However, despite Putin’s gestures towards Israel, Russia’s true priority is supporting Syria, even in the face of international pressure. Contrary to his reassurances towards Israel, Putin told Assad in a phone call a few days later that he blamed Israel for the plane crash. Russia’s top military officials also blame the crash entirely on Israel. [6] In addition, Russia’s actions speak volumes against Israel. Russia has reinforced Syria’s air defense in response to the incident. It has also promised to increase its electronic interference efforts against Israeli combat planes in Syria. Clearly the most significant indication of Russia’s continued commitment to Syria is the sale of improved anti-aircraft missiles to Syria. [8] Both Israel and the United States condemned the transfer. US Secretary of State Mike Pompeo described the move as a “serious escalation” of Russian military intervention in the region. [9]

Since the missiles currently represent little threat to Israel, their sale to Syria represents more of a statement by Russia and an indication of potential future escalation. Although it is currently unclear who will have operational authority over the missiles, it seems unlikely that Syria would receive that authority any time soon. When Russia first deployed S200 missiles in Syria, it took years for the Russians to grant full control of them to the Syrians. Russia has so far refrained from firing its own S-400 missiles in Syria against US or Israeli targets, so it is unlikely it would authorize indiscriminate use of the missiles by the Syrians. A real threat would arise if Russia turned over complete control of the missile systems to the Syrians. Syria’s deployment of the weapons would likely be more zealous than Russia’s. Although the have held tactical control over the S-200s for years, the Syrians still could not keep from shooting down a friendly plane. Also, Syria is much less concerned about its reputation in the international community than Russia, so fear of international condemnation is unlikely to serve as a deterrent for deploying the weapons. [4]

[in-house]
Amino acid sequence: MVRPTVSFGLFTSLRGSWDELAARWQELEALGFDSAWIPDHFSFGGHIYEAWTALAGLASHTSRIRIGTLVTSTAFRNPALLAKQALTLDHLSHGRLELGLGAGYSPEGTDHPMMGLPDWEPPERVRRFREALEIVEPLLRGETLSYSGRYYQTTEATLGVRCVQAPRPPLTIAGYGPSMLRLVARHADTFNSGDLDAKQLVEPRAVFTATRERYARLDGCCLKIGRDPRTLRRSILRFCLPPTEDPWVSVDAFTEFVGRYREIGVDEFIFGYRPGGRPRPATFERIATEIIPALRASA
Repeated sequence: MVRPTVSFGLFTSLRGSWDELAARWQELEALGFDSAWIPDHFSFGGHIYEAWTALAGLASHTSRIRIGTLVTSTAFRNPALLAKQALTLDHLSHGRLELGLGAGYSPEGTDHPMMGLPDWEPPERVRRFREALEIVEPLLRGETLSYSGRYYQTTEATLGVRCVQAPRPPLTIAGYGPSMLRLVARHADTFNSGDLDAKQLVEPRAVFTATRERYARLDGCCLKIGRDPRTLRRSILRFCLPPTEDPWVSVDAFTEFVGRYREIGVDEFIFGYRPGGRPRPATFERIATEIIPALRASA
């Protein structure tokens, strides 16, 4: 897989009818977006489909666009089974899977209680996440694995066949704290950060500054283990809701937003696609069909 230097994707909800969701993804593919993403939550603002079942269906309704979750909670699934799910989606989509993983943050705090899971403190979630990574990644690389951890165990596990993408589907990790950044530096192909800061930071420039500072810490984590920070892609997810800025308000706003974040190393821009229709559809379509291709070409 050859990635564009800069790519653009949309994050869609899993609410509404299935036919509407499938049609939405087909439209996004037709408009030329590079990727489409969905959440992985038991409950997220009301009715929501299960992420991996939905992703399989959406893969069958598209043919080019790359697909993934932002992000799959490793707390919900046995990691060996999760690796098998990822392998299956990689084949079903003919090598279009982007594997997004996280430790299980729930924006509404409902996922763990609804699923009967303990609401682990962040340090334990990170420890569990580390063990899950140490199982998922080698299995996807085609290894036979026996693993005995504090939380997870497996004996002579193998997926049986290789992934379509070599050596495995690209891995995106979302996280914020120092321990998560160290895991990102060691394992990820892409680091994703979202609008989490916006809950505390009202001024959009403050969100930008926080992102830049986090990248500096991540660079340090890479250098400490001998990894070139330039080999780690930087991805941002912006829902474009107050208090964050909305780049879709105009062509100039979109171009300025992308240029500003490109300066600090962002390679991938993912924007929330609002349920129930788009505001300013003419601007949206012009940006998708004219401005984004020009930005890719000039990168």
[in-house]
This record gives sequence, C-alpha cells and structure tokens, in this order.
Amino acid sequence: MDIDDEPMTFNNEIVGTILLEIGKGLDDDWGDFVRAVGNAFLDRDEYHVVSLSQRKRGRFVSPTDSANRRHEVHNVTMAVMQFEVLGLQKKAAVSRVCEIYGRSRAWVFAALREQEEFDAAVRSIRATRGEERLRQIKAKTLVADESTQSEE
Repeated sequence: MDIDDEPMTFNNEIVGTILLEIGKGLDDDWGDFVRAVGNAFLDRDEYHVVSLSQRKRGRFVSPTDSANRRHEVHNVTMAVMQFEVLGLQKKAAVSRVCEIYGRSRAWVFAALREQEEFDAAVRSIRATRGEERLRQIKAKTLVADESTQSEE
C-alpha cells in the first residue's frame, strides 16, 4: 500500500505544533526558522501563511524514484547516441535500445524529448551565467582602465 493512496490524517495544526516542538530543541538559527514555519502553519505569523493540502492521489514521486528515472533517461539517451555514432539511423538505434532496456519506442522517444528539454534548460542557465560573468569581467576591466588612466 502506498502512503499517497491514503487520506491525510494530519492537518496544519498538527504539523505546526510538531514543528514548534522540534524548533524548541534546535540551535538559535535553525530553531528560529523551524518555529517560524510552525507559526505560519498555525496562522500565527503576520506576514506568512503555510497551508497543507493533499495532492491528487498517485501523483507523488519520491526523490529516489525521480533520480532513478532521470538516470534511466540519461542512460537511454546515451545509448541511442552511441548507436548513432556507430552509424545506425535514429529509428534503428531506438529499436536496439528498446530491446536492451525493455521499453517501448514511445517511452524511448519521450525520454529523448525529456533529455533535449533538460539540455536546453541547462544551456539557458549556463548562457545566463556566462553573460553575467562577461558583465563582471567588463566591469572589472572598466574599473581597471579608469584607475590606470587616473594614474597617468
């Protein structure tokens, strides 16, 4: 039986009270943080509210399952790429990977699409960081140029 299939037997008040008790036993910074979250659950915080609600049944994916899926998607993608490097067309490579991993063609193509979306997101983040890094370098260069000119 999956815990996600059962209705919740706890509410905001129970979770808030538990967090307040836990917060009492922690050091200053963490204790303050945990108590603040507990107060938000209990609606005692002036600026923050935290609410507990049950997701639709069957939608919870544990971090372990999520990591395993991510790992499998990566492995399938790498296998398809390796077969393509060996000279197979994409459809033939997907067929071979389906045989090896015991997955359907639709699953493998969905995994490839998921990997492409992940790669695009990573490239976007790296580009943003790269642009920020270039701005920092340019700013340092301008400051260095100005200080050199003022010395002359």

The irony of Russia’s choice to respond to Syria’s blunder by giving them better weapons demonstrates the depth of Russia’s commitment to Syria. Russia’s decision to blame Israel, despite her questionable culpability, and forgive Syria is a clear indicator of Russia’s willingness to escalate tensions with Israel if that is what it takes to maintain power in Syria. In a way, Russia’s credibility in the Middle East is tied to the success of Syria, since Russia has spent so much in support of the Assad regime. Russia continues to unequivocally support Syria because it sees influence in Syria as foothold for greater regional power. [10]

However, despite the threats, Israel will not stop its raids into Syria, because it cannot ignore the threat in Syria from Iran and Hezbollah. Iran launches missile strikes from Syria into Israel. [1] In addition, Iran uses Syria as a conduit to transfer weapons to the anti-Israel terrorist group Hezbollah, based in Lebanon. [2] Israel has declared its intention to keep sending strikes into Syria, confirming that it has operated in Syria even since the downing of the Russian plane. [11] Israel still has sufficient capability to effectively operate in Syria, despite the upgraded missiles. Their acquisition of the F-35 stealth fighter and their robust pilot training are more than a match for the anti-aircraft missiles. However, the new weapons will force Israel to take greater care in its operations. [12] Overall, Israel refuses to be intimidated by Russia’s stance in Syria, since it cannot allow the threats in Syria to grow.